Miles Bridges Forward Charlotte Hornets

McDaniels isn't the only one who has taken advantage of Hayward's injury. Bridges has cranked his game up a notch, averaging 21.7 points on 60.5 percent shooting, three made threes, six rebounds and one steal in the last three games. He may have even had the dunk of the year, posterizing Clint Capela on Sunday.

Until Hayward is back, Bridges will get a lot more freedom to operate and that means more fantasy contribution in the coming weeks.

Reggie Jackson Guard Los Angeles Clippers

Depth has not been a problem for the Clippers the last few seasons, but it has been trouble for fantasy managers looking for consistent contributors on that team. Rest and injuries haven't slowed the Clippers' winning ways this week because Reggie Jackson stepped up for them and gives fantasy participants a short-term high performer to lean on for the week.

In a week where Patrick Beverley, Rajon Rondo and Paul George missed time, Jackson thrived, averaging 17.3 points on 61 percent shooting, three made threes, 4.8 assists, and 1.3 turnovers in four games.

With Beverley out with a fractured hand and Rondo/George/Kawhi undoubtedly taking games off to save themselves for the playoffs, Jackson may not be a bad desperation option in standard fantasy and worth tracking in daily fantasy formats.

Busts

Tim Hardwaway Jr Guard/Forward Dallas Mavericks

The Dallas Mavericks' recent success has not translated into numbers for all players. Tim Hardaway Jr. is one of them.

The Michigan product averaged 12 points on 37.5 percent shooting, 3.5 rebounds and 1.8 assists in four games last week. He did make two three-pointers per game in that span, but that is like threading a silver lining on a used rag.

Hardaway is still the third scoring option on the team, so he will get more chances to increase his production, but this week was a tough pill to swallow for a lot of fantasy managers.

Derrick Rose Guard New York Knicks

Rose has found a home with the New York Knicks, but his role has not been kind to fantasy managers. We all know the former MVP can still score, but head coach Tom Thibodeau hasn't asked him to do much else.

In the last four games, Rose has averaged 14.3 points on 43.1 percent shooting, 0.8 made threes, 1.5 rebounds and 2.8 assists. That kind of one-dimensional play is a killer of many fantasy teams looking for a more diverse portfolio of contributions.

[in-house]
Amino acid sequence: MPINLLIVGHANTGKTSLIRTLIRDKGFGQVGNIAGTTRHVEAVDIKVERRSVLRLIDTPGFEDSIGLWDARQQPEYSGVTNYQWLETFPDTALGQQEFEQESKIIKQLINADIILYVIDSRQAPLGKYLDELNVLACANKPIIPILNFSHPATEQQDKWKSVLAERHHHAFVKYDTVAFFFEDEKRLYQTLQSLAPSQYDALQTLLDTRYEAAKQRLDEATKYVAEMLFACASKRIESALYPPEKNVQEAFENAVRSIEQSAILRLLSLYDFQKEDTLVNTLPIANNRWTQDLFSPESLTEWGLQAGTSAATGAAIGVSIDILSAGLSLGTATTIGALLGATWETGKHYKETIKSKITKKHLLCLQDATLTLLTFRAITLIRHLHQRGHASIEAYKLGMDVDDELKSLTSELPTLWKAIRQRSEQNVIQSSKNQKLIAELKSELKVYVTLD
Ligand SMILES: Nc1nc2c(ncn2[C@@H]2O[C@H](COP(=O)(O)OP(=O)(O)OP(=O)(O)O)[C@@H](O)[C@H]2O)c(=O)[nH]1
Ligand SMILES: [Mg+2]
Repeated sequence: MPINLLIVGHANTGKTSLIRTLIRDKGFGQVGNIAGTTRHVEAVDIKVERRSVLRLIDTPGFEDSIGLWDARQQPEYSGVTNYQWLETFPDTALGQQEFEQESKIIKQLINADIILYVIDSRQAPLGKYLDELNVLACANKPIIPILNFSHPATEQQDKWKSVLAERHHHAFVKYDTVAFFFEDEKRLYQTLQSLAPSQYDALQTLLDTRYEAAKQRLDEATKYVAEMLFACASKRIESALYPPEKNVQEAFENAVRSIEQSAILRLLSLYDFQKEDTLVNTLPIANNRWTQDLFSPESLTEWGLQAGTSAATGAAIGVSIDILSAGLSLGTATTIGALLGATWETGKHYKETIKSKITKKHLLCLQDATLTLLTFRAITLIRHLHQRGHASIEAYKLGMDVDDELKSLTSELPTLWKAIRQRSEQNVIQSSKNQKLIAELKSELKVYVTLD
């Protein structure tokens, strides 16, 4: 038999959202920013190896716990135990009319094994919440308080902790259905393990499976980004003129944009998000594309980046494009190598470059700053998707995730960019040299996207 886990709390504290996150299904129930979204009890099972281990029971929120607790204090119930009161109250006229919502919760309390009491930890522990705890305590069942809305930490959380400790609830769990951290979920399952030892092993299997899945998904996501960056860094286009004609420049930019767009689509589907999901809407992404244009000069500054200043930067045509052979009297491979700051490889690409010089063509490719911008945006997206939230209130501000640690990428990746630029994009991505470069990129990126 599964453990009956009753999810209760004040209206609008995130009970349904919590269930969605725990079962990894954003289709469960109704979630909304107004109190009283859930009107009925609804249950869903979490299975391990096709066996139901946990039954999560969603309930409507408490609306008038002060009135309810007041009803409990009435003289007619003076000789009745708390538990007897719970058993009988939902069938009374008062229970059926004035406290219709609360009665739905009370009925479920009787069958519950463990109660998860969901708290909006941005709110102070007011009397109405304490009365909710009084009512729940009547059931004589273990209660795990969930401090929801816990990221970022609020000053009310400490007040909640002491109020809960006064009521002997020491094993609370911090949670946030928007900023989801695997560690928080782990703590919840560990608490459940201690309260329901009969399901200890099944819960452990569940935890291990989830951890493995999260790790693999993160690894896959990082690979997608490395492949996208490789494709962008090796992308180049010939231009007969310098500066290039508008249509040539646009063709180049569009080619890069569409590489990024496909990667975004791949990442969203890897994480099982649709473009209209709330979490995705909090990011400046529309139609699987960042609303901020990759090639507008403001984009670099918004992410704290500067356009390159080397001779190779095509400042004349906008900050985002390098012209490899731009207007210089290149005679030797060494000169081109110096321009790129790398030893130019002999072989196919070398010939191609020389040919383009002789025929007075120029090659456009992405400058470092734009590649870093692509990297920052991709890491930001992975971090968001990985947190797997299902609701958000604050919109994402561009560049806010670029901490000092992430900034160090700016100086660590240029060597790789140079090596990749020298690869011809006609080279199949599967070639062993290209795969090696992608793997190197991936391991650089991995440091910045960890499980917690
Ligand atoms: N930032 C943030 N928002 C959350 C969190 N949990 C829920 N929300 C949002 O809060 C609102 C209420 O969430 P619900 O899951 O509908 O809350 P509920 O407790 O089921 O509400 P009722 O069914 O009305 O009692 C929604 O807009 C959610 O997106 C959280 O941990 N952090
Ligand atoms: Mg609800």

If you need a boost in scoring, Rose isn't a terrible option to consider, but if you need anything else, you should leave him on the waiver.

Lou Williams Guard Atlanta Hawks

Like Rose, Williams isn't asked to do anything other than score at this point in his career. But even in the past week, he can't even do that at an elite fantasy level. Only averaging 11.8 points per game, 1.8 made threes, 2.8 assists and basically non-existent in every other category in fantasy sports.

It's safe to say that Lemon Pepper Lou's effectiveness as a fantasy star is gone.

Jusuf Nurkic Center Portland Trail Blazers

Okay, I know Trail Blazers have been trying to ease Nurkic back into the lineup and giving him restricted minutes. However, with the fantasy managers looking for that final push to the postseason, there might have to be an executive decision on whether Nurkic needs to be played or pitched.

Teams firmly in playoff position can hold out for him to be used properly again, but other managers won't be able to stomach another week of missed games and low-end production.

Bogdan Bogdanovic

USA Today

For college basketball, the madness is over. For the NBA fantasy managers, the madness is just beginning.

We are two weeks away from playoffs, and people are scrambling for solutions to their team's problems. Take a look at these waiver wire picks and see who will give you that final push you need to get into the postseason and avoid the humiliation of whatever fantasy punishment you may face.

Keep reading... Show less

Shane Bieber faced off against the Dodgers in Spring Training. He bested Trevor Bauer, allowing only two runs, and striking out nine

Getty Images

Welcome to the Mock Draft lab.

This is where we are running experiments, crunching the numbers, and proving hypotheses, so you can reap the rewards of our hard work. The rules for this exercise were simple: Take the best pitcher in each round without reaching more than 10 spots away in either direction. (This kept us honest and realistic as to who would be available and prevented any major overpays for talent.)

Keep reading... Show less